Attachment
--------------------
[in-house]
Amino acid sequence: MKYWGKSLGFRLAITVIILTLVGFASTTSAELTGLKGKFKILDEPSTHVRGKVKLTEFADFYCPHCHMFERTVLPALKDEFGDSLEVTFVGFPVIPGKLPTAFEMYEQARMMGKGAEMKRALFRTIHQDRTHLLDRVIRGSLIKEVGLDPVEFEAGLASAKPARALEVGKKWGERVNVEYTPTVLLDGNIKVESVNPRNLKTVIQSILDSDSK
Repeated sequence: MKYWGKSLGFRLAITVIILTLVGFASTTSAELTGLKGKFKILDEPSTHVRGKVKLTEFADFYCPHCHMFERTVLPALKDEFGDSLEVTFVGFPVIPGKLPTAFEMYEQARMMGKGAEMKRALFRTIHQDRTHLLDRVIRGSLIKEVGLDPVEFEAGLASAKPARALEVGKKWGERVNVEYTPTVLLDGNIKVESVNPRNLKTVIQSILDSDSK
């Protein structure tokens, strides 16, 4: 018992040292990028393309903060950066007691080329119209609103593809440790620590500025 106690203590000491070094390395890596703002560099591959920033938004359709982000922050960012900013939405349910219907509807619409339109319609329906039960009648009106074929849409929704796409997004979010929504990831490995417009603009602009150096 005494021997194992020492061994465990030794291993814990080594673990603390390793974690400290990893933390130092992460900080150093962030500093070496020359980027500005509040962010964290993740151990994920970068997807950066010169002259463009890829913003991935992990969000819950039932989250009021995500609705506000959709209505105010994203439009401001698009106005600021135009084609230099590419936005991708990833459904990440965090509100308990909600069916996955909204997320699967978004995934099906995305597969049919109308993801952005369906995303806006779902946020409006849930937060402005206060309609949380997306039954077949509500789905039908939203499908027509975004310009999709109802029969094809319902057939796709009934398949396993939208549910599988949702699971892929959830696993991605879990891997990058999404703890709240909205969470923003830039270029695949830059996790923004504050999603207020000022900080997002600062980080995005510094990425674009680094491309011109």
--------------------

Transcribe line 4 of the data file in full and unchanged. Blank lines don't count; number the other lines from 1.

């Protein structure tokens, strides 16, 4: 018992040292990028393309903060950066007691080329119209609103593809440790620590500025 106690203590000491070094390395890596703002560099591959920033938004359709982000922050960012900013939405349910219907509807619409339109319609329906039960009648009106074929849409929704796409997004979010929504990831490995417009603009602009150096 005494021997194992020492061994465990030794291993814990080594673990603390390793974690400290990893933390130092992460900080150093962030500093070496020359980027500005509040962010964290993740151990994920970068997807950066010169002259463009890829913003991935992990969000819950039932989250009021995500609705506000959709209505105010994203439009401001698009106005600021135009084609230099590419936005991708990833459904990440965090509100308990909600069916996955909204997320699967978004995934099906995305597969049919109308993801952005369906995303806006779902946020409006849930937060402005206060309609949380997306039954077949509500789905039908939203499908027509975004310009999709109802029969094809319902057939796709009934398949396993939208549910599988949702699971892929959830696993991605879990891997990058999404703890709240909205969470923003830039270029695949830059996790923004504050999603207020000022900080997002600062980080995005510094990425674009680094491309011109």